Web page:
Are We Closer To A Four Day Week Than Ever?

Indeed today releases a new study exploring what work means to people in the UK today. The Meaning of Work analyses jobseeker trends from the last five years, generated by the more than 40 million monthly visitors to the website, alongside new insights from a YouGov survey of over 2,000 full-time employees.

The results reveal two key insights surrounding workers’ attitudes towards work/life balance and pay:

  1. Workers are ready for a four-day working week – 74% claim they could do their job to the same standard in four days as they do in five.
  2. Brits want to know how much their colleagues are paid and are prepared to give up their own privacy to get it – 56% back full pay transparency.

Working on their own terms 

The study reveals that 3 out of every 4 Brits believe they could do their job to the same standard in four days as they do in five. Four in every five millennials agree.

The results come as politicians, trade union leaders and employers increasingly examine the feasibility of a four-day working week, a debate sparked by accelerating automation, a changing attitude to work among younger workers and improvements in mobile technology.

The study also reveals that, while salary (57%) is the most important element to people, work/life balance (55%) is almost equally significant, underlining the high expectations that workers and jobseekers have for their employers. UK workers who prioritise work/life balance would be happy earning £6,000 less annually than those who are not concerned with work/life balance.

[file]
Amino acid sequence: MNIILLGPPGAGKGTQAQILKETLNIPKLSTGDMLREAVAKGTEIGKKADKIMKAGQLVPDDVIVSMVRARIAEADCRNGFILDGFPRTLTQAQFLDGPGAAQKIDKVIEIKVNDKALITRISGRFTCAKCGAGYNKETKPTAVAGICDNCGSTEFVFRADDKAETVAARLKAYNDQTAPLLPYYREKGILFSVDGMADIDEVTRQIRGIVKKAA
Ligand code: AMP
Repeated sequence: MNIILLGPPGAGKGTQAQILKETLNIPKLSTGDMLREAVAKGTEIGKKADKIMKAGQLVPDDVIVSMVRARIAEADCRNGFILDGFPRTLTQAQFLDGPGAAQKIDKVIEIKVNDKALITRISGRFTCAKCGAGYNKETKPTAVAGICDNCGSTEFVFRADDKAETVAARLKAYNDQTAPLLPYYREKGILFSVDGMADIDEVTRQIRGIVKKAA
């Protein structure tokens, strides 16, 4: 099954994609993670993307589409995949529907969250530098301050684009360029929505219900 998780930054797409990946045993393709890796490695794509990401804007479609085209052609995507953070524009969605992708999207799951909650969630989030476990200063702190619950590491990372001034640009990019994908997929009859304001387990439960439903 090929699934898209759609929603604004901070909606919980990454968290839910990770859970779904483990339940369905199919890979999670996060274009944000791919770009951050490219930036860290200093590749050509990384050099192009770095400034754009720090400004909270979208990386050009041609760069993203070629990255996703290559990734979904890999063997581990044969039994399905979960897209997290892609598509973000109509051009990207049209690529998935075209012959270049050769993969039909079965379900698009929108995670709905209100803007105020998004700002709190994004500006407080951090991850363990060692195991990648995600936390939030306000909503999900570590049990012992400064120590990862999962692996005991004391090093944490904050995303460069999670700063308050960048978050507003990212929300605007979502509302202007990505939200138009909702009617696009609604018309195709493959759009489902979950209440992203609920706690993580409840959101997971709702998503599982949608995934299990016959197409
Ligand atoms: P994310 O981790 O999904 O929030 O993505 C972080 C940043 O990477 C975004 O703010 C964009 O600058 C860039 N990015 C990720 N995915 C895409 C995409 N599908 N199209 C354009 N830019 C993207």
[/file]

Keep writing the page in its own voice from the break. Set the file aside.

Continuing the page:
Searches for ‘working from home’, ‘flexible work’ and ‘remote work’ are up 116% as a share of all searches on Indeed’s UK site since 2015. Employers are starting to respond – between 2014 and 2019, Indeed recorded a 136% increase in the phrase “flexible working hours” in job postings in the UK.

Brits want to know how much their colleagues are paid 

Most UK workers (56%) now back full pay transparency, which would see personal information such as monthly income and tax returns made publicly available, as it is in Sweden, but only 42% of job postings on Indeed list any salary information.

The measure – which has been called for by some politicians, trade unions, think tanks and campaign groups – is now opposed directly by just 33% of full-time UK employees.

With nearly a third of UK workers dissatisfied with their current level of pay and over half saying they would consider leaving their current role if their pay didn’t increase in the next 1-2 years, pay transparency could be an important tool for companies looking to reassure their employees that pay levels are fair and gender gaps are being addressed.

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